1
ANDA-Abbreviated
New
Drug Application
BY,
N.NARESH KUMAR
M-PHARMACY
(PHARMACOLOGY)
G.P.R.C.P
2
Definition of a Generic Drug
 “A drug product that is comparable to a
brand/reference listed drug product in dosage ...
3
Basic Generic Drug Requirements
 Same active ingredient(s)
 Same route of administration
 Same dosage form
 Sam...
4
Definition of a ANDA
 An “Abbreviated New Drug Application”
(ANDA) is an application for a U.S. generic drug
approv...
Advent of Generic drug competition:
5
 Generic drugs always been available in US market.
 DESI: Drug Efficacy Study I...
Advent of Generic drug competition:
- contd
6
 These products contain same active ingredients in the
same amount and ...
Advent of Generic drug competition:
- contd
7
 Second, the manufacturer had to obtain an ANDA
showing that the produc...
8
Evolution of ANDA:
 Physicians were reporting that CHF patients who had
been treated carefully with a specific dose ...
9
 The agency responded with an order that each
manufacturer submit an ANDA that included
bioavailability studies show...
10
 The ANDA process and bioequivalence permitted the
agency for the first time to declare individual generic
products...
 In 1979 the federal trade commission revealed a model
state drug product selection law, which guided state
legislature...
12
Abbreviated New Drug Application
(ANDA): Generics
 An ANDA contains data which when submitted to
FDA's Center for ...
(ANDA): Generics - contd
 A generic drug product is one that is
comparable to an innovator drug product in
dosage form...
14
(ANDA): Generics - contd
 Generic applicants must scientifically demonstrate that
their product is bioequivalent.
...
15
Why is it called “ABBREVIATED”?
 The term abbreviated is used in generic drug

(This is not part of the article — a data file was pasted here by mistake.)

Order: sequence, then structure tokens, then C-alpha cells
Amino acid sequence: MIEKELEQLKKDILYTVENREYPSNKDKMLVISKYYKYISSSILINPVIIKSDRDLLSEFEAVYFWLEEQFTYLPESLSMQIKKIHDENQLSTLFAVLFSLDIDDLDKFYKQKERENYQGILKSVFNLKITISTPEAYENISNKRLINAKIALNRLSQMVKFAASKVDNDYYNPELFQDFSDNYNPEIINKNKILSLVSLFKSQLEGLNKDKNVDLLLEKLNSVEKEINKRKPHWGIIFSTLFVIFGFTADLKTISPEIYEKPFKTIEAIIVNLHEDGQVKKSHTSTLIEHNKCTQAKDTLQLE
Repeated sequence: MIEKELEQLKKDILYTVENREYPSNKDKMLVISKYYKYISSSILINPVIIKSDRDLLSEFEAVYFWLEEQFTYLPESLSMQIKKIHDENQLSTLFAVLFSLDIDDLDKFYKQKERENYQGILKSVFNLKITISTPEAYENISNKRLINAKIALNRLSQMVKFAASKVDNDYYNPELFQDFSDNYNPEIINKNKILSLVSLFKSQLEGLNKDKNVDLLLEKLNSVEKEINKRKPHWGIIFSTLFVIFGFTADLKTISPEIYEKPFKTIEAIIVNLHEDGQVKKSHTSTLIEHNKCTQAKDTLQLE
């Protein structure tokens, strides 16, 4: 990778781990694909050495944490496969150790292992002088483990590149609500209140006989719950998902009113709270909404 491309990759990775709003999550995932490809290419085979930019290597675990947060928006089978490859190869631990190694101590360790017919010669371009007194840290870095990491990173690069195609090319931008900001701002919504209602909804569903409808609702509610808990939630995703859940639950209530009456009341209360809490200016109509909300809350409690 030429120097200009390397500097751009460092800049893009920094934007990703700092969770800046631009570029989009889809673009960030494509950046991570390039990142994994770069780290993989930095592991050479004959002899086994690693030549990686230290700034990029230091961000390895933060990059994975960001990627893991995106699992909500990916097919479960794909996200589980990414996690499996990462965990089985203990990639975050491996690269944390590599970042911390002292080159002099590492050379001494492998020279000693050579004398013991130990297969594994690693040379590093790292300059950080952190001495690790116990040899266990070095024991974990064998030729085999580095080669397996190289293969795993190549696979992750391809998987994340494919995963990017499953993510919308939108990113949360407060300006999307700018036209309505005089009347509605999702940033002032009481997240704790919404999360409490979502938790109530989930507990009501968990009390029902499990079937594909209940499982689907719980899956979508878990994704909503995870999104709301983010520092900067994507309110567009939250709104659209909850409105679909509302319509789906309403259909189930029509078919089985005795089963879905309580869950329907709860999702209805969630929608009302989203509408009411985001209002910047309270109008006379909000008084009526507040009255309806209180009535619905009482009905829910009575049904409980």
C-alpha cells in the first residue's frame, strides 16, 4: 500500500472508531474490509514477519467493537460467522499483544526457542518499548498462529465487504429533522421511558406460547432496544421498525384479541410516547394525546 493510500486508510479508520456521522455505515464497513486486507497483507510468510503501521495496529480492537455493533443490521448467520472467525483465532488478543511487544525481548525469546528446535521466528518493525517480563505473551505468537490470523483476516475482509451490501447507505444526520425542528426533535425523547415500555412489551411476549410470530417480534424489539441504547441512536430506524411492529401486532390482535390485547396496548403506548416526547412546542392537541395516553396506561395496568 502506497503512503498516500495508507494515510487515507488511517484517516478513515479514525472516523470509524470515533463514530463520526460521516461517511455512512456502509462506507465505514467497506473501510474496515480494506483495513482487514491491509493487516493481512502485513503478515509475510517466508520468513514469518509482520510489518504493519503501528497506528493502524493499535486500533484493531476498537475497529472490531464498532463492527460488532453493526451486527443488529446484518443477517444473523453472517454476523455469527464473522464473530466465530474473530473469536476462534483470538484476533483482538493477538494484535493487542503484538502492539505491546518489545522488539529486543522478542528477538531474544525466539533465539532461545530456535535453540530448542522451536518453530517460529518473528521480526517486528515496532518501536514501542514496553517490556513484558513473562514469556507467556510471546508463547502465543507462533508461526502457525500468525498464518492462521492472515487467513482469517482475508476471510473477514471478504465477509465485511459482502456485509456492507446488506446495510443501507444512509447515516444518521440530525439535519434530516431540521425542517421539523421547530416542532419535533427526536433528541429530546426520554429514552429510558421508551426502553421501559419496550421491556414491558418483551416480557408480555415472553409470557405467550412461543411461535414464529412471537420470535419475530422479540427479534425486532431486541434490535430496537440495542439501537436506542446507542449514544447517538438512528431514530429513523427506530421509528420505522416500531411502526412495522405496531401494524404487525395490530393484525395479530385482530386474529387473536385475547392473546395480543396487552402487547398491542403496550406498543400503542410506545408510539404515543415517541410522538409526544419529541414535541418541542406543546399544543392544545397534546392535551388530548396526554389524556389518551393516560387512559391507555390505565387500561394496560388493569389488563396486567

applications because, these applicati...
16
Necessary items for ANDA:
i. The composition of drug, stating the name and amount
of each ingredient, whether active...
17
iv. Include certifications from the applicant and the
methods used in process, and the facilities and
controls used ...
18
vii. Outline the methods used in, and the facilities, and
controls used for, the manufacture, processing, and
packag...
19
Goals of ANDA:
 To reduce the price of the drug.
 To reduce the time development.
 Increase the bioavailability ...
20
Waxman-Hatch Act:
 Using bioequivalence as the basis for approving generic
copies of drug products was established ...
21
Waxman-Hatch Act – contd
 At the same time, it provides a mechanism to grant drug
companies up to 5 years additiona...
22
Waxman-Hatch Act – contd
 The FDA, which will not grant any additional time for
delays caused by the neglect or mis...
Conditions which must be fulfilled in order to
ask for an extension are:
23
1. The patent must not have expired at the ...
24
4. The request for extension must have been filed within
60 days of the granting of the NDA.
5. The request for exte...
Patent Certification condition for
ANDA:
 Brand drug applicants are to provide the FDA with the
25
identity and expir...
26
 If the first (i) and second (ii) certifications are made,
approval can be immediate.
 If the third (iii) certific...
27
ANDA
(Reviewed by CDER)
28
Center for Drug Evaluation and
Research – (CDER)
 The center reviews applications for new and generic
pharmaceutic...
29
NDA vs. ANDA Review Process
(NDA) Requirements (ANDA) Requirements
1. Labeling 1. Labeling
2. Pharm/Tox 2. Pharm/To...
30
How is Generic Drug Quality
Assured?
 First 8 steps of review process identical to NDA
process
 Bioequivalence r...
31
Labeling:
 “Same” information as brand name labeling
 May delete portions of labeling protected by patent or
excl...
32
Pharm / Tox :
 All inactive ingredients must be approved in either the
reference listed drug or similar NDA in same...
33
Chemistry, Manufacturing and
Controls (CMC):
 Components and composition
 Manufacturing and Controls
 Batch for...
Microbiology:
Includes for anti infective drug products.
requires the following technical information and data:-
 A co...
35
Inspections/Testing:
 Assure manufacturing facilities are in compliance with
current good manufacturing practices (...
36
Bioequivalence:
A generic drug is considered to be bioequivalent to
the brand name drug if:
 The rate and extent o...
37
Bioequivalence – contd:
38
Original Abbreviated New Drug Application
(ANDA) Approvals: July 2010
Drug Name
andFDA Appl. #
ActiveIngredients
...
39
Conclusion:
NDA ANDA
Applicable for new drug Applicable for generic drug
Take longer time ( 12-15
Compare to NDA l...
40
References:
 http://www.fda.gov/cder/guidance/index.htm.
 Modern pharmaceutics 4th edition by Banker and Rhodes.
...
41
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Naresh... anda ppt